A major, meticulous study by the Associated Press published today concludes that the government mandate for corn ethanol to be mixed with gasoline has brought none of the promised benefits and a raft of unintended consequences. When President George W. Bush signed the law he said it would make America “stronger, cleaner and more secure.” Instead it made industrial agriculture stronger, dirtier, and more secure while accelerating the destruction of the natural systems from which all food comes.
Industrial agriculture is so apoplectic about the report that it launched full-throated attacks on it before it was published, with the result that most industrial-journalist headlines today are highlighting the response, not the content, as in “Industry Takes Aim at AP Report.” (By the way, can we just take a moment here to recognize the fact that complex, long-form, intricate investigative journalism such as AP has practiced here is very nearly extinct in the world?)
Talk to an American corn farmer or ethanol-plant operator and you will no doubt be regaled with keep-the-government-off-our-back, free-enterprise-made-America-great oratorios. But the ethanol bidness is hardly free enterprise; it could not have been born in its present form if the government had not forced the refiners to add a gallon of ethanol for every nine gallons of gas. (Compared to that kind of massive intervention, making people buy health insurance seems like pretty small small beer. The health-insurance mandate has convulsed the country; the ethanol mandate? Eh.)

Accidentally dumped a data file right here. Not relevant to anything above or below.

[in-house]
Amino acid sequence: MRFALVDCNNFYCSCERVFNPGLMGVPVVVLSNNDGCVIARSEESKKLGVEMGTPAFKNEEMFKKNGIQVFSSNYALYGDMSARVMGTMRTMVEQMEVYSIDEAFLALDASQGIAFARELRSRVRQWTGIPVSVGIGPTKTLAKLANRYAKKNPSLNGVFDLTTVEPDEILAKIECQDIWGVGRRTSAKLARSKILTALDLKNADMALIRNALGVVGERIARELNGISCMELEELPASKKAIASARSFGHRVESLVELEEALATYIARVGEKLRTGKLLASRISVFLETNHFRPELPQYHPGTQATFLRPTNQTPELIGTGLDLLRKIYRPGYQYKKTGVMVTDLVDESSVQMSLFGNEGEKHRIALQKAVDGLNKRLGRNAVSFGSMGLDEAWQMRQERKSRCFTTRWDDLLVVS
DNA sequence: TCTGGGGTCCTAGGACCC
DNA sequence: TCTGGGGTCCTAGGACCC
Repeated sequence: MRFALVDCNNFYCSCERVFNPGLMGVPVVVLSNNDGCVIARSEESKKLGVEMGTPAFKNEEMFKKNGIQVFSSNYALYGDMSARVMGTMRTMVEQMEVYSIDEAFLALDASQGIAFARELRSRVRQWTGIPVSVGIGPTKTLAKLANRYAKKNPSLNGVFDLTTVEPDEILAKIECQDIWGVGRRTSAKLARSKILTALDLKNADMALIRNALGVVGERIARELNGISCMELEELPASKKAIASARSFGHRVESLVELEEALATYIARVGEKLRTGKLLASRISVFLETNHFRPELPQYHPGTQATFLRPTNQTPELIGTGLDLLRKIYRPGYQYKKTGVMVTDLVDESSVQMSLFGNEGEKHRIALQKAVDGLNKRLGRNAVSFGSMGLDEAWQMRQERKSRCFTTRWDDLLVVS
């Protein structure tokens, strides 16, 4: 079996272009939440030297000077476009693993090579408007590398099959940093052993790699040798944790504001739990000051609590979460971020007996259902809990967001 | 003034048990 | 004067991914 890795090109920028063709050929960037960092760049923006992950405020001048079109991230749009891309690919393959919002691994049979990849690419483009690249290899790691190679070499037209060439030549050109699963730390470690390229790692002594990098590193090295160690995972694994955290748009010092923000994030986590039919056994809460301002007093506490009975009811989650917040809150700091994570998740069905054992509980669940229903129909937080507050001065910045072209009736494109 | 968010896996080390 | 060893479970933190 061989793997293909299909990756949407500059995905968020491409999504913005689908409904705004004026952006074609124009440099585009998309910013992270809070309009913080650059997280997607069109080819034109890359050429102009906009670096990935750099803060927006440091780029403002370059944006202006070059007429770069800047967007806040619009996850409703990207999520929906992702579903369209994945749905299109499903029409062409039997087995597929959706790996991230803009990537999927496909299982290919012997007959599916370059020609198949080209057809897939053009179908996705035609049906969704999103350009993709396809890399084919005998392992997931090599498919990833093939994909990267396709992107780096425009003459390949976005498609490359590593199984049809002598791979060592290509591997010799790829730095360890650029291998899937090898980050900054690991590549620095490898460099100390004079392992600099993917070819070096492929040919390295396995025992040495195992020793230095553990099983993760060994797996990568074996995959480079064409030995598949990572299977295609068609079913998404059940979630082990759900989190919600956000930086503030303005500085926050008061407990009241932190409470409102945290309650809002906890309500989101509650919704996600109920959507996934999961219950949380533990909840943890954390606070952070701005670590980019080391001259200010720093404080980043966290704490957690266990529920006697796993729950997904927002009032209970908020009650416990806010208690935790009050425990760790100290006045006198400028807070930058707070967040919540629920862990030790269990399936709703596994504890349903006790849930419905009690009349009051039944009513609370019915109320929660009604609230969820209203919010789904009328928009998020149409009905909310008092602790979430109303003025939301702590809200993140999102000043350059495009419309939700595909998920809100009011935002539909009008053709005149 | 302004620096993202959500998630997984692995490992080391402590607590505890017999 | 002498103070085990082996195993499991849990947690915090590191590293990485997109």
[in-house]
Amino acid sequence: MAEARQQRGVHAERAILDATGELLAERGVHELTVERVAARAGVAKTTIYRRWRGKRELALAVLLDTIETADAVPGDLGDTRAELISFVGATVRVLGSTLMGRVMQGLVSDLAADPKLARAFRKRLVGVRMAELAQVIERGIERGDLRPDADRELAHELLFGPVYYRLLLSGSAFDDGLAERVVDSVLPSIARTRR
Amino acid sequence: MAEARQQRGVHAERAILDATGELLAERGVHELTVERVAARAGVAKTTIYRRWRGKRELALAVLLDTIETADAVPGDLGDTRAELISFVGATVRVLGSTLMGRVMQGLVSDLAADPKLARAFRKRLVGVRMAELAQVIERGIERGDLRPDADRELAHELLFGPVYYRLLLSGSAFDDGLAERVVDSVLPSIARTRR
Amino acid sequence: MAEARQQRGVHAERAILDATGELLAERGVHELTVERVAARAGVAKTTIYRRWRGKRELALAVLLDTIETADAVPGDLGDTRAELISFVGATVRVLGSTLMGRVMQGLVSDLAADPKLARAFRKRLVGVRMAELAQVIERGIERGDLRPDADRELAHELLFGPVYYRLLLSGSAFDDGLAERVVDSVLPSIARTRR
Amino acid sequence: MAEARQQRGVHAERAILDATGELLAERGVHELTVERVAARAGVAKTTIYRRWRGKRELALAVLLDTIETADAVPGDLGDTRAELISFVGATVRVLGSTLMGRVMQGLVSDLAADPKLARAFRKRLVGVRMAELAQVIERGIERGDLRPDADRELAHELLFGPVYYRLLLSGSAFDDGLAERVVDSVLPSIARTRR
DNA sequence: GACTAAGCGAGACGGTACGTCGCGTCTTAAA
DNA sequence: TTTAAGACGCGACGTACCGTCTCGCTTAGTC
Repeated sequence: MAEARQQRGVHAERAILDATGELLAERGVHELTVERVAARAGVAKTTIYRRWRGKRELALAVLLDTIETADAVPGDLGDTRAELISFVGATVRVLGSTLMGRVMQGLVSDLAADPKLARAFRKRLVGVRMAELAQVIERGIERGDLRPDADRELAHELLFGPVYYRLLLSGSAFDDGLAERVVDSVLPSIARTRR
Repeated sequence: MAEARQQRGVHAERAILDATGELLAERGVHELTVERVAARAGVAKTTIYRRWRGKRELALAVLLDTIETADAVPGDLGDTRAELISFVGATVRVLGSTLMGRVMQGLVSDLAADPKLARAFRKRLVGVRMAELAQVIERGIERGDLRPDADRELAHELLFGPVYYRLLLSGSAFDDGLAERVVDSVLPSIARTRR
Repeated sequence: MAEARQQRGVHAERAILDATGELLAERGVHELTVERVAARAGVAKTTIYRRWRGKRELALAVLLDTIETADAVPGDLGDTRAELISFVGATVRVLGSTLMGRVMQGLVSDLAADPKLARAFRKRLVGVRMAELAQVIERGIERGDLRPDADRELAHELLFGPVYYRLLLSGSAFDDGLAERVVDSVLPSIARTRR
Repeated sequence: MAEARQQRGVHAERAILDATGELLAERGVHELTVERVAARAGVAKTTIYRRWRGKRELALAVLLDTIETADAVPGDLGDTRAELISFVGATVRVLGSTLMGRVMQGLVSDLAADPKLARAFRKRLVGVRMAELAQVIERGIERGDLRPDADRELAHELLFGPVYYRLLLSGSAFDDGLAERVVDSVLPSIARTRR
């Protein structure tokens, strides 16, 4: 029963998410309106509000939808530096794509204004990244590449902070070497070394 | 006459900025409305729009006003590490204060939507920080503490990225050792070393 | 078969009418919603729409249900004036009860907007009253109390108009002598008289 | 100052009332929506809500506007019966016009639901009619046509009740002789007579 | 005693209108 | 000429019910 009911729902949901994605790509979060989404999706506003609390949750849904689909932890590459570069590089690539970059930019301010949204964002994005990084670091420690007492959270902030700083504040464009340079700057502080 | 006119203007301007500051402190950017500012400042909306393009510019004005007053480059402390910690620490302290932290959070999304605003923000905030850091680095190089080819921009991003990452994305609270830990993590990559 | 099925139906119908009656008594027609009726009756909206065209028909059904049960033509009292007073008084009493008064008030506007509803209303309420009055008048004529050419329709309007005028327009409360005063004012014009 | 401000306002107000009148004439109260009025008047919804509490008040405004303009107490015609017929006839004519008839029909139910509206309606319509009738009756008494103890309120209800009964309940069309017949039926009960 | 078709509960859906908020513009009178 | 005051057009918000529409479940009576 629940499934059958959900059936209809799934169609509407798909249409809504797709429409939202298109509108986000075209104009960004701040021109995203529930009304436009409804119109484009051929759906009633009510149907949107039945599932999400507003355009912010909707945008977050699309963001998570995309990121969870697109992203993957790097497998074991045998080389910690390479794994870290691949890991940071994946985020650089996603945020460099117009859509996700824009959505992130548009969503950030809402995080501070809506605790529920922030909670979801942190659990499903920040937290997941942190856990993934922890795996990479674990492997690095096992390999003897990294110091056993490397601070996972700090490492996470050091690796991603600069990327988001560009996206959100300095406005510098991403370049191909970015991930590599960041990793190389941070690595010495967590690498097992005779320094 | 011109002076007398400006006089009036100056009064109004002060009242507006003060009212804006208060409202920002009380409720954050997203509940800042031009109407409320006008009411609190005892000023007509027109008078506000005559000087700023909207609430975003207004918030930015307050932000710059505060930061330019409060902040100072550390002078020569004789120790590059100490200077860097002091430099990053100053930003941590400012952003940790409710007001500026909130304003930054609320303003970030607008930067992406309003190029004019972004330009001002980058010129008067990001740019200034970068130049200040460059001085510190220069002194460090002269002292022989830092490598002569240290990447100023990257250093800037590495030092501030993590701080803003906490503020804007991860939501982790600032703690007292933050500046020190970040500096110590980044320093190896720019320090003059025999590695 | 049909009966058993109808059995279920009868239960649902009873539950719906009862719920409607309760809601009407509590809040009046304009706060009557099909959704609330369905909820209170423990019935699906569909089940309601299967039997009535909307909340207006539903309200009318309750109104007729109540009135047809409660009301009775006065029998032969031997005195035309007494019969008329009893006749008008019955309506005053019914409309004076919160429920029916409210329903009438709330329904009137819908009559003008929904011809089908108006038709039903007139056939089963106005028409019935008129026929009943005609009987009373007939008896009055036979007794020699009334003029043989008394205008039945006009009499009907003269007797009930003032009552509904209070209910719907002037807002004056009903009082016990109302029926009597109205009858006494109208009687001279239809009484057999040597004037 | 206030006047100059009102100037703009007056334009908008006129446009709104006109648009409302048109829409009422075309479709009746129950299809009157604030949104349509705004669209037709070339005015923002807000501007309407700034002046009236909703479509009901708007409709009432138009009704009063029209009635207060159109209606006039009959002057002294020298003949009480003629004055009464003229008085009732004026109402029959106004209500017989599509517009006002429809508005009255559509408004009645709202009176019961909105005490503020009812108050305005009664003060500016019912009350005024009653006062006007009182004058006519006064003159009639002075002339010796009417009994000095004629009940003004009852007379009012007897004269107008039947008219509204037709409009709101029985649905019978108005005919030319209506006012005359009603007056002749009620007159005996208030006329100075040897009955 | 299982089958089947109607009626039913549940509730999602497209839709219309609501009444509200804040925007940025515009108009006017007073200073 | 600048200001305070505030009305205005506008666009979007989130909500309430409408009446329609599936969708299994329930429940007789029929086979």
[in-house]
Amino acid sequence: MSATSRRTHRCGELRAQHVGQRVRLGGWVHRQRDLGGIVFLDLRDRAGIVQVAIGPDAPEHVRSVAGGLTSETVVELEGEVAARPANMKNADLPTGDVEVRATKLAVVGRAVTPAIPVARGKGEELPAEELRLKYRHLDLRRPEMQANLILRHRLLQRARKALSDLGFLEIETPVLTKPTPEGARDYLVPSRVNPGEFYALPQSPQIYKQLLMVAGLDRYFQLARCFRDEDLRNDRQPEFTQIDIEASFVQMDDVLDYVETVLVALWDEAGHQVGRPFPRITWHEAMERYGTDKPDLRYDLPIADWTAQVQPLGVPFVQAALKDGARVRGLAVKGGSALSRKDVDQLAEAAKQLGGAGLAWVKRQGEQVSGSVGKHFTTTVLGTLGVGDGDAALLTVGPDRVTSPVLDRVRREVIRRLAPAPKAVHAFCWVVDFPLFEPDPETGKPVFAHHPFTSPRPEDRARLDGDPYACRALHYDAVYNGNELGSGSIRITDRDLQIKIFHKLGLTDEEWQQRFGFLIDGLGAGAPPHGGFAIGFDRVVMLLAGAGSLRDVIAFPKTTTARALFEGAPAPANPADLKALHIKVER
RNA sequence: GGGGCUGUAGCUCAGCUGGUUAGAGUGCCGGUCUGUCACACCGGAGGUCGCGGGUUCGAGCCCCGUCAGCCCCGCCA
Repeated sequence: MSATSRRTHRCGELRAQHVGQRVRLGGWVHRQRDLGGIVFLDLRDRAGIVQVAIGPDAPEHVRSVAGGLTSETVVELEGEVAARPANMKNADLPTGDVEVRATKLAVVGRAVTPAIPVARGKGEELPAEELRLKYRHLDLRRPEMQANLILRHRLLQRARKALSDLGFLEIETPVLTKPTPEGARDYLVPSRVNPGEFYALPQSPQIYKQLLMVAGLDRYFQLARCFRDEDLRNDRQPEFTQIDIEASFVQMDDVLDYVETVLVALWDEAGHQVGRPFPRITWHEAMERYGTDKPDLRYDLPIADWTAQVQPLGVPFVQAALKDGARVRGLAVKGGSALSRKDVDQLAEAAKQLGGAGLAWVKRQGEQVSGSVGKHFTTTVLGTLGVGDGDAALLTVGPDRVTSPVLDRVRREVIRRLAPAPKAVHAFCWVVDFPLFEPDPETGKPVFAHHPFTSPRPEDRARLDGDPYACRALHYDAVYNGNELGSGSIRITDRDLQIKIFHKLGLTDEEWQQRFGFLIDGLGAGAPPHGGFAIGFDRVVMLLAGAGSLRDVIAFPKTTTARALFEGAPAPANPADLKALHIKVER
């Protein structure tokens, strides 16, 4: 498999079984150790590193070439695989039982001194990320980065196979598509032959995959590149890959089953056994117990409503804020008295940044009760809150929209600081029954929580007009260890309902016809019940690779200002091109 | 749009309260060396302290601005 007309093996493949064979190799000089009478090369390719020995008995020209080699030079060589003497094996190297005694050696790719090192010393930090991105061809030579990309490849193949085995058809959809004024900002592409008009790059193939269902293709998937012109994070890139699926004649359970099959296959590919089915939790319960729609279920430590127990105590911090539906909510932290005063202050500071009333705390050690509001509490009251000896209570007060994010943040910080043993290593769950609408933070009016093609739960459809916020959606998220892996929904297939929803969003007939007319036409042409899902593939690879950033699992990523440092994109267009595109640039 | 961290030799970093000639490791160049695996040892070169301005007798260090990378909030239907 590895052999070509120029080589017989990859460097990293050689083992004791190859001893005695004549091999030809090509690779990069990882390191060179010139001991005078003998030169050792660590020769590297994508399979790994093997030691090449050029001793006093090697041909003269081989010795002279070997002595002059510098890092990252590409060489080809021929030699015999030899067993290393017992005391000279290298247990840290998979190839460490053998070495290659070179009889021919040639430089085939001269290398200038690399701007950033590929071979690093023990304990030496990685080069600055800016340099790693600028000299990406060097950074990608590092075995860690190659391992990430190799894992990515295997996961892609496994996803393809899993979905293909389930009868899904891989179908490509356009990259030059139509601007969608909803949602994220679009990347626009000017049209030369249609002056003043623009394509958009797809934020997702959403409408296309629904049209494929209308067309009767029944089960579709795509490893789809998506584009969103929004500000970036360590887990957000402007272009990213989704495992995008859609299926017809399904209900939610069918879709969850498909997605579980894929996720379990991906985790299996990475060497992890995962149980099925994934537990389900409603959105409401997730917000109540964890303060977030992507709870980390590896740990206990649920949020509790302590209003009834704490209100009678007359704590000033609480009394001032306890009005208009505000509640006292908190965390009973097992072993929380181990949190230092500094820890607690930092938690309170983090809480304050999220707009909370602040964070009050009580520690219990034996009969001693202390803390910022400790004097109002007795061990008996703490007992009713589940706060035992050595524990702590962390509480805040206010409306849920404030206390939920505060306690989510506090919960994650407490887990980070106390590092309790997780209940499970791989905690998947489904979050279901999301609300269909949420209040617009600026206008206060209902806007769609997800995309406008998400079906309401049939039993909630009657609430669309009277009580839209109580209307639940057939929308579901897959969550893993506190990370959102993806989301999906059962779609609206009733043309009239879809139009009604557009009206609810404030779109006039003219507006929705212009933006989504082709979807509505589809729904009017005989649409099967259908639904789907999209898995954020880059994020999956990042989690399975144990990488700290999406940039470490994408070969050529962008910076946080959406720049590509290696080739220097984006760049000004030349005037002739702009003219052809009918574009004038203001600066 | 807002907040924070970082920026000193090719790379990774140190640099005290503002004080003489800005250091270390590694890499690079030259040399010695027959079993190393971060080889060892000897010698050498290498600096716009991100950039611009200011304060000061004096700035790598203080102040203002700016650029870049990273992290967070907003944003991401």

What the AP report says is that the demand for corn spurred by the ethanol mandate, and the higher corn prices that ensued, drove industrial ag into a frenzy of opening up new land for corn cultivation. In the process, they converted five million acres of land that had been set aside for conservation, such as wetlands and grasslands, to petro-chemical-intense corn monoculture. In the process of drenching these additional acres with synthetic fertilizers and pesticides, the industry significantly worsened land erosion and water pollution.
The US Department of Agriculture reports that fertilizer use increased by a billion pounds between 2005 — the dawn of the Age of Ethanol — and 2010. When it finishes counting the beans, it will likely report another billion-pound increase since 2010.
In the words of an Iowa county official, referring to the vast expanses of that state’s lush pastureland that has been converted to corn cropping, “They’re raping the land.”
The report, and the hysterical criticism of it by the ethanol industry (“more dumpster fire [?] than journalism.”) comes as the Obama Administration is about to announce a downward revision of the ethanol mandate. The battle over this prospect has pitted the lobbyists for Big Oil against the lobbyists for Big Ag — the political equivalent of a disagreement between hyenas over who gets the ham.
President Obama has been a steadfast friend of the Republican-authored ethanol mandate, on the grounds that it could somehow slow global warming. Now that that ground is washing out from under him, he seems to be having second thoughts. If he reads the AP report, third thoughts will ensue.